SNEWSÂ® is happy to report that we were wrong!
In the 2006 GearTrendsÂ® Winter Outdoor Magazine article ‘Kick Up Your Heels’, beginning on page 20 (click here to read), we reported: â€œKarhu 7TM â€“ Alas, the ‘ultimate’ telemark binding is not to be. Following the introduction of the free-pivot Tour last season and the more aggressive Power this season, many in the telemark tribe were hoping for a 7TM Power Tour next season. However there is insufficient room in the current design so it will require major retooling of the binding. While no significant changes are planned for next season, the Tour remains the only releasable binding with a free pivot; it will remain one of the best choices for backcountry skiers. The Power is more of a resort-oriented binding with better forefoot retention, so it’s a better choice for skiers who want control and DIN release. The original All-Mountain is all but obsolete.â€
Nothing had changed by Outdoor Retailer Winter Market, according to Charlie Lozner, general manager of Karhu, the ski division of Trak Sports USA (the U.S. distributor for 7TM bindings). And, indeed, the All-Mountain was officially discontinued for next season.
However, 7TM recently announced that the company had solved the technical problems and the Power Tour binding will be available next season. Even better, the existing 7TM Tour bindings can be upgraded with a kit that will sell for $45. The new Power Tour will remain the same price at $320, and stores will be offered a “very special deal” on the upgrade kit for existing inventory. We are told that the upgrade is easy for those who are mechanically inclined and it doesn’t require special tools.
The new 7TM Power Tour is supposed to be slightly more active than the current 7TM Power (click here to view online). The upgrade of the Tour, which was at the low end of the scale, moves the pivot point back and adds a slight ramp to the binding so the skier has better control.
This is very significant news for telemark retailers, who may now want or need to adjust preseason orders. As SNEWSÂ® has reported in both GearTrendsÂ® and online with our Winter Market trends reports, next season there will be four telemark bindings that offer a free-pivot touring mode. Of these, only the 7TM Power Tour will release if the skier is caught in an avalanche or during a particularly heinous tumble.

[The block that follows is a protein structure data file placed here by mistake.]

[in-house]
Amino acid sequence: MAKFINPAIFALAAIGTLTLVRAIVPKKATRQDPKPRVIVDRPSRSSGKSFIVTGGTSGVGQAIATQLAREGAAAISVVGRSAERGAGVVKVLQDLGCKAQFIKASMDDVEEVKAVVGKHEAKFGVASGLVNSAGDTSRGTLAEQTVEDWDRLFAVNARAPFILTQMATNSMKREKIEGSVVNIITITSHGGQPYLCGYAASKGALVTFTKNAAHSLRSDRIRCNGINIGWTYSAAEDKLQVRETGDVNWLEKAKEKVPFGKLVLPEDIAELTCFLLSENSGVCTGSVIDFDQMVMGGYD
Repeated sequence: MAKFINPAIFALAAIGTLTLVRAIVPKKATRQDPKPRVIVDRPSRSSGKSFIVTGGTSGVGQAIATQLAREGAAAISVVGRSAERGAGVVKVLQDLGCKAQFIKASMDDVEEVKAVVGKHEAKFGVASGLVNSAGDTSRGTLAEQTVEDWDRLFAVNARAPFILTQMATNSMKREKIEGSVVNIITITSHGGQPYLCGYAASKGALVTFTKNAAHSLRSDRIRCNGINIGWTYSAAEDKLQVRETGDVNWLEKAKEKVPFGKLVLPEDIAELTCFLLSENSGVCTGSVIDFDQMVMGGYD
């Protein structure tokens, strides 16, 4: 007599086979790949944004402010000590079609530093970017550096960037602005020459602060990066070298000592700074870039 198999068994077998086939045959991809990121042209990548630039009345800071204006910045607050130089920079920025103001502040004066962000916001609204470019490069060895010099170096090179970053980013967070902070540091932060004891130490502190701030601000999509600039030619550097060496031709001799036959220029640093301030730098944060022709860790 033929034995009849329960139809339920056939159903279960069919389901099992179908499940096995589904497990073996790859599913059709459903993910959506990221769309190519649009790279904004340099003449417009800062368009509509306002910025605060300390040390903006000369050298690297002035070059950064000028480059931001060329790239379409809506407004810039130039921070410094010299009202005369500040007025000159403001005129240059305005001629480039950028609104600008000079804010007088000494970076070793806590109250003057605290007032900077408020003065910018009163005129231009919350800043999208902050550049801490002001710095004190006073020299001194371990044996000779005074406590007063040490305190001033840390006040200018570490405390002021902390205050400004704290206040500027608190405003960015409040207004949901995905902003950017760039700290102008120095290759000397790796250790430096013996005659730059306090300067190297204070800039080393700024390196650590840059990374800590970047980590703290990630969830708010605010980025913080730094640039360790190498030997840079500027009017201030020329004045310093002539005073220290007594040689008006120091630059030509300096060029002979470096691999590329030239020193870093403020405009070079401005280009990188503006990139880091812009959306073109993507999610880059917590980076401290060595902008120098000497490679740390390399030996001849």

While there is a lot of excitement about the Black Diamond 01 ($300), G3 Ascent ($290) and Rottefella Cobra Free ($250), none of these bindings offer a release function. Certainly, each of the above-listed touring bindings appears to have an excellent design with good performance characteristics, and each is slightly cheaper than the 7TM.
And, there are those that are quick to point out that the 7TM Power Tour is far from perfect — the tour-mode lever is hard to actuate, the heel elevator design is weak, and the boot still has a metal plate attached to it following a release. However, since the 7TM is the first telemark tour binding that does allow the ski to release during a fall, those weaknesses pale by comparison to its strength — preventing injury and, quite possibly, death.
SNEWSÂ® View: Customers shopping for telemark bindings for backcountry touring — the primary purpose of the free pivot — need to be warned of the dangers of non-releasable bindings that can turn skis into anchors. Skiers caught in an avalanche with skis attached find swimming to stay afloat or near the surface virtually impossible when an avalanche is triggered. Once the avalanche stops, those with skis still attached find self-rescue more difficult or impossible and assisted rescue more difficult and even dangerous. A skier buried in the snow with skis still attached is, for all practical purposes, securely anchored to the snowfield by the skis, meaning rescuers will have to dig down to the binding to be able to extricate a victim, and that means more time spent in the avalanche zone for rescuers.
Jim Moss, an attorney specializing in risk assessment for the outdoor industry, and the editor of the SNEWSÂ® Law Review, states that any manufacturer that fails to disclose the risk from a binding that does not release is putting itself at greater risk for a very damaging lawsuit. Retailers who sell non-releasable bindings and don’t disclose to customers that the bindings are, in fact, non-releasable, are also putting themselves in legal jeapordy.
Given the major safety advantage of the Power Tour and acceptable downhill performance, it is clearly the binding stores should be selling to off-piste skiers next season. SNEWSÂ® will provide a detailed review of the binding once we are able to get it out on the snow and put it through the testing ringer.